Take the 2-minute tour ×
MathOverflow is a question and answer site for professional mathematicians. It's 100% free, no registration required.

Given a smooth projective variety $X \subset \Bbb{CP}^k$ why is it true that global sections of $O(l)|_X, l >> 0 $ are just global sections of $O(l)$ on $\Bbb{CP}^k$ restricted to $X$?

Here $O(l)$ is just an appropriate power of the anti-tautological line bundle on $\Bbb{CP}^k$.

share|improve this question
2  
Powers of the CANONICAL bundle on $CP^k$ have no sections. You should say "dual tautological" instead of "canonical". –  Sasha Nov 2 '13 at 7:17
2  
Perhaps you wanted to say that for any given $X$ there exists an embedding for which this is true? Or that this is true for $l\gg 0$? –  Sándor Kovács Nov 2 '13 at 8:41
    
Edited the question. Of course I meant the dual tautological line bundle and sufficiently high powers. –  The Common Crane Nov 2 '13 at 14:02

2 Answers 2

up vote 2 down vote accepted

This is an answer to the edited question

Consider the short exact sequence $$ 0 \to \mathscr I_X(l) \to \mathscr O_{\mathbb P^k}(l) \to \mathscr O_X(l) \to 0, $$ and the long exact sequence of cohomology it induces: $$ 0 \to H^0(\mathbb P^k, \mathscr I_X(l)) \to H^0(\mathbb P^k,\mathscr O_{\mathbb P^k}(l)) \to H^0(X,\mathscr O_X(l)) \to H^1(\mathbb P^k, \mathscr I_X(l)) \to\dots . $$

By Serre's theorem $H^1(\mathbb P^k, \mathscr I_X(l))=0$ for $l\gg 0$ and hence the previous map $H^0(\mathbb P^k,\mathscr O_{\mathbb P^k}(l)) \to H^0(X,\mathscr O_X(l))$ is surjective.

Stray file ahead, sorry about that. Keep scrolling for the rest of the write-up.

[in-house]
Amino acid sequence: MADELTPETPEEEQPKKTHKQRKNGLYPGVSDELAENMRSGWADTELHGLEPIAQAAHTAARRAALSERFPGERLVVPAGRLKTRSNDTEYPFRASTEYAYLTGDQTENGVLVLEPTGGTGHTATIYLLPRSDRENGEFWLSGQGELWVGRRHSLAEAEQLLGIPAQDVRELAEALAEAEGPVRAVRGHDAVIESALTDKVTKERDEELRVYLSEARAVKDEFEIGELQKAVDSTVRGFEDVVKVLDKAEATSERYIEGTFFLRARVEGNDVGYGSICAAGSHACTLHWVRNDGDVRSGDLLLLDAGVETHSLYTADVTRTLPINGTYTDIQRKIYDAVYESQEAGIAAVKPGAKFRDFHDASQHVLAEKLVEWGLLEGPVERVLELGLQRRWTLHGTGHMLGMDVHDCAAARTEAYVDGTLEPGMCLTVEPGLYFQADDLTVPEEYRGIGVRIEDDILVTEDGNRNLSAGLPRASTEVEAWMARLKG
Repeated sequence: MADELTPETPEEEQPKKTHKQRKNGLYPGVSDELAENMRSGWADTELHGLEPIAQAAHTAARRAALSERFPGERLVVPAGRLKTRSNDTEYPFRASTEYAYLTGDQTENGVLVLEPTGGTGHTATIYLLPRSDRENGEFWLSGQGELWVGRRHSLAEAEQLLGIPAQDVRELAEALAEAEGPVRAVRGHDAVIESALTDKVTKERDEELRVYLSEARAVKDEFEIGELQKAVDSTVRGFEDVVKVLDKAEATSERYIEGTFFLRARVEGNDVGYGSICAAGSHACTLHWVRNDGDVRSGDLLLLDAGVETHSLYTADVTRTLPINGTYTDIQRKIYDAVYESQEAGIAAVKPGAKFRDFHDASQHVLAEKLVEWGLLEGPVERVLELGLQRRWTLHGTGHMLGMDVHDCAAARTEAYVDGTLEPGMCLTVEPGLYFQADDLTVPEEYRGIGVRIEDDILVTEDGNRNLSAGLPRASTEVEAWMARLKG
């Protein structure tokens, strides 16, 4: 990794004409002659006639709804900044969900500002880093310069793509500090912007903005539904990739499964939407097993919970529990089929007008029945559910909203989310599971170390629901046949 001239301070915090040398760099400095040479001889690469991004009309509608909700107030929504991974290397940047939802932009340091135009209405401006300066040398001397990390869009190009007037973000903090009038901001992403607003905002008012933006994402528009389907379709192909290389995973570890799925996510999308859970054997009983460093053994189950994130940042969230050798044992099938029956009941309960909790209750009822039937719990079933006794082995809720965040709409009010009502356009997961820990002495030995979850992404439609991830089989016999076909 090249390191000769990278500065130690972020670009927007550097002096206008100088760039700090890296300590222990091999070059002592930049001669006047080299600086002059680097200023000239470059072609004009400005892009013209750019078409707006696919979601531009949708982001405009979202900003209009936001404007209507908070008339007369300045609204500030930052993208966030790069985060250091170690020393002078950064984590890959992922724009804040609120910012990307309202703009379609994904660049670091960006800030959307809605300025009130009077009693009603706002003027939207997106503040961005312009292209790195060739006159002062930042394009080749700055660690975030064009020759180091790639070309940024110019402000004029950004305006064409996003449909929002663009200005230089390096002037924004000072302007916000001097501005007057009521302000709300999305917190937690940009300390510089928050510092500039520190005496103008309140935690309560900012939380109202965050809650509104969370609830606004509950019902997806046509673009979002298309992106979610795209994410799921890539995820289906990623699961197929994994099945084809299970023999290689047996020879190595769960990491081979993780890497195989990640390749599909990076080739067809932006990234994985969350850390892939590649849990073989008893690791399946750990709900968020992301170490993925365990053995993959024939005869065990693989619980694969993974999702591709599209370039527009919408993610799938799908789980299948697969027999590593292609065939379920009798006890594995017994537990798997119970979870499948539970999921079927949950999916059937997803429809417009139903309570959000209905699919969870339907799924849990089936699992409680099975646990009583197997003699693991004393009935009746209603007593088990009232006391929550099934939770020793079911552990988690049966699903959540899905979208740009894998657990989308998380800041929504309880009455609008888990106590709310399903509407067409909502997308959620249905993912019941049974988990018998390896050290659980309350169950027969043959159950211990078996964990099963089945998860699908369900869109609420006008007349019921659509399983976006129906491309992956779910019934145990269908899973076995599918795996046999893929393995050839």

You will not be able to get injectivity. In fact, the larger the $l$, the "less" injective that map is. $\dim H^0(\mathbb P^k,\mathscr O_{\mathbb P^k}(l))$ grows at the order of $l^k$ while $\dim H^0(X,\mathscr O_X(l))$ grows at the order of $l^{\dim X}$, so there is nothing you can do to guarantee injectivity. Quite the opposite, the only time you might have injectivity is for small $l$'s.

share|improve this answer
    
Thanks for your answer. As it is quite apparent, I lack serious background in AG. One more small thing, which theorem of Serre are you exactly referring to? –  The Common Crane Nov 4 '13 at 3:41
1  
It's usually called "Serre's vanishing theorem" and can be found in almost any AG textbook, look in Hartshorne or in volume 1 of Lazarsfeld's positivity book. –  Dan Petersen Nov 4 '13 at 7:40

This is not true. The restriction map $H^0(\Bbb{CP}^k, \mathcal{O}(l))\rightarrow H^0(X,\mathcal{O}_X(l))$ is neither injective nor surjective in general. The kernel gives the space of hypersurfaces of degree $l$ containing $X$. Surjectivity for all $l$ means that $X$ is projectively normal, a property which does not hold in general.

share|improve this answer
    
You are correct. The question I meant was: why is this possible for high enough l? Hopefully this is indeed possible. –  The Common Crane Nov 2 '13 at 15:47
    
if $l >>0$ then $H^1(P^k, I_{X}(l) ) = 0 $ –  aginensky Nov 2 '13 at 21:15

Your Answer

 
discard

By posting your answer, you agree to the privacy policy and terms of service.

Not the answer you're looking for? Browse other questions tagged or ask your own question.